A 30-year ag teacher practiced what he preached. His wholesale plant business now ships all over the Southeast.
By JANET ZINK
Published July 4, 2003
LITHIA - They say those who can, do, and those who can't, teach.
Well, Douglas Holmberg can, he does and he taught for 30 years at Horace Mann Middle School.
Holmberg now presides over a multimillion-dollar wholesale plant business that includes more than 1,000 acres and a fleet of 20 trucks that ship ornamentals, vegetables, fruit and trees to retailers throughout the southeastern United States.
He built the operation while teaching agriculture classes for Hillsborough County.
Holmberg came to Tampa more than 40 years ago from Minnesota with $90 in his pocket and a suitcase in his hand.
He comes from a long line of farmers. His great-grandfather immigrated to the United States from Sweden to Minnesota, where he raised corn, alfalfa, soybeans and cattle. His grandfather and father carried on that tradition. Holmberg's brother grows corn, beans and apples in Minnesota.
Holmberg earned a bachelor's degree in agriculture and education from South Dakota State University and a master's degree in agriculture and education from the University of Florida.
After graduating, he worked as a sales representative for Northern Biochemical Corp., a company that specialized in feed additives. Northern Biochemical transferred him to Tampa, but the venture proved unsuccessful after three months and Holmberg accept a job teaching vocational agriculture.
"When I left Minnesota, there were patches of ice on the air strip," he remembers. It was May 2. When he got off the plane in Tampa, the thermometer read 78 degrees.
"My thought was, "Wow, I wonder if I'll ever go back.' "
He lived modestly and used savings from his teacher's salary to buy 2.25 acres in 1962 in Valrico, where he planted orange trees.
"I didn't even know what a citrus tree looked like," he said.
He worked the land with a hoe, a rake and a shovel, he said. He reinvested profits and continued to buy farmland.
In 1984, he made a down payment on a 200-acre orange grove on Sydney Road but was forced to burn it in 1985 to fight an outbreak of citrus canker.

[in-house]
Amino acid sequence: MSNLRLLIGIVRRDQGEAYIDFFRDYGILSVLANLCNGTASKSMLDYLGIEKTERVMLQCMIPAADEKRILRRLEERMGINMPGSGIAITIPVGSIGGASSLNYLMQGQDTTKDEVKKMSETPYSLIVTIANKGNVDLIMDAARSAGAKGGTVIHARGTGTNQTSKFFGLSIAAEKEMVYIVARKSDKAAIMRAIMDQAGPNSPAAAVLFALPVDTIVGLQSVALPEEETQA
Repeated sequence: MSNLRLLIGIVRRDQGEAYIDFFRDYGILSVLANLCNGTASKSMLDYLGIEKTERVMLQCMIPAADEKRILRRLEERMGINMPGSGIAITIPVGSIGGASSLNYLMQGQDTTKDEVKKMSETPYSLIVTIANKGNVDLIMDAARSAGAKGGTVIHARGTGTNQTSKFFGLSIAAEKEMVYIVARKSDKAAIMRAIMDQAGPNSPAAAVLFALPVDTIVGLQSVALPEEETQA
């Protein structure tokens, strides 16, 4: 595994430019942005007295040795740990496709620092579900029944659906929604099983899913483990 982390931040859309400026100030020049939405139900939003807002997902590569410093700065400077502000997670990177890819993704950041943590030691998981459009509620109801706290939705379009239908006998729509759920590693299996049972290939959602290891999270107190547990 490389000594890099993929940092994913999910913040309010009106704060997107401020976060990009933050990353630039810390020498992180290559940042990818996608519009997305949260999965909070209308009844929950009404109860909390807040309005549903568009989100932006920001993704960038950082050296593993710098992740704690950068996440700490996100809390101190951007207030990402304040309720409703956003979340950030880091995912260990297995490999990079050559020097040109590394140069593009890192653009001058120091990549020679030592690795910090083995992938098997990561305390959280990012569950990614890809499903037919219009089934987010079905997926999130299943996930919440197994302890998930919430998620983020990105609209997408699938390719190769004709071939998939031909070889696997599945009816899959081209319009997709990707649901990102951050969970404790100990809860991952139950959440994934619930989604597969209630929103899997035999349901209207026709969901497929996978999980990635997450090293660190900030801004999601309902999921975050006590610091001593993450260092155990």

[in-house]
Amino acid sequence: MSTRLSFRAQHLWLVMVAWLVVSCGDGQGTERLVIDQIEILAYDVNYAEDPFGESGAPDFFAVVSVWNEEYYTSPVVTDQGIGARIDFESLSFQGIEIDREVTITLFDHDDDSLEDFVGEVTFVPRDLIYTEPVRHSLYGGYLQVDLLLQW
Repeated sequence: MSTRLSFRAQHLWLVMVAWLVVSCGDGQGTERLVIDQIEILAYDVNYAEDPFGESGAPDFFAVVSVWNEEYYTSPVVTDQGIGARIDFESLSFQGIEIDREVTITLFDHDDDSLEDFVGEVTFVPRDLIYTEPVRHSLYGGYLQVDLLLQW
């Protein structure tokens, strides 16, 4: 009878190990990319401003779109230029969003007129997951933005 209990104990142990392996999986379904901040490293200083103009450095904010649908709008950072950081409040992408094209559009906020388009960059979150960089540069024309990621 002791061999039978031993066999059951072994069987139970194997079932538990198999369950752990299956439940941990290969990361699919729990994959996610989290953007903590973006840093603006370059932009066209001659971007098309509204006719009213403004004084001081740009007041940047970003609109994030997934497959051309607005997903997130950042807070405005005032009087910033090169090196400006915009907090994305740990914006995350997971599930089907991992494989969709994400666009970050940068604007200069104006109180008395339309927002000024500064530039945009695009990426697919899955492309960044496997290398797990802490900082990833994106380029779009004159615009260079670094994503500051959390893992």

On land across the street from that property, he grows strawberries, but he sold 55 acres to Pulte Homes.
In 1988, Holmberg bought the 560 acres in Lithia that today comprises the bulk of Holmberg Farms Inc. There he grows hundreds of varieties of plants including palms, ixoras, viburnum, caladium, roses, jasmine, crepe myrtle, bottle brush trees, oleander, oaks, azaleas and 30 types of citrus.
Holmberg also owns 320 acres of timberland in Minnesota, 180 acres on Sydney-Washer Road where he raises tangerines, horses and cattle, and 207 acres on Sydney and Gallagher roads where he raises cattle.
He keeps his enterprise cutting-edge with his own innovations. Holmberg holds more than a dozen patents. Among other things, he invented a ventilated greenhouse, a method for turning trees into fence posts, propagation trays with angled cups that facilitate drainage and portable nursery benches.
In 1999, he was named the Lancaster/Sunbelt Expo Southeastern Farmer of the Year.
Farming, Holmberg said, pays his bills, and he's passionate about cultivating the earth.
But, he said, some of his life's greatest joys have come from nurturing young minds.
"I loved teaching," he said, adding that if the farm didn't require so much of his attention, he'd still be doing it.
"It was a surprise every day," he said.
In the early 1970s, he and his students grew and sold ornamental plants to fund construction of a new classroom.
Although Holmberg is worth millions, he insists he didn't really work most days. "I didn't have to," he said. "Because I loved what I was doing."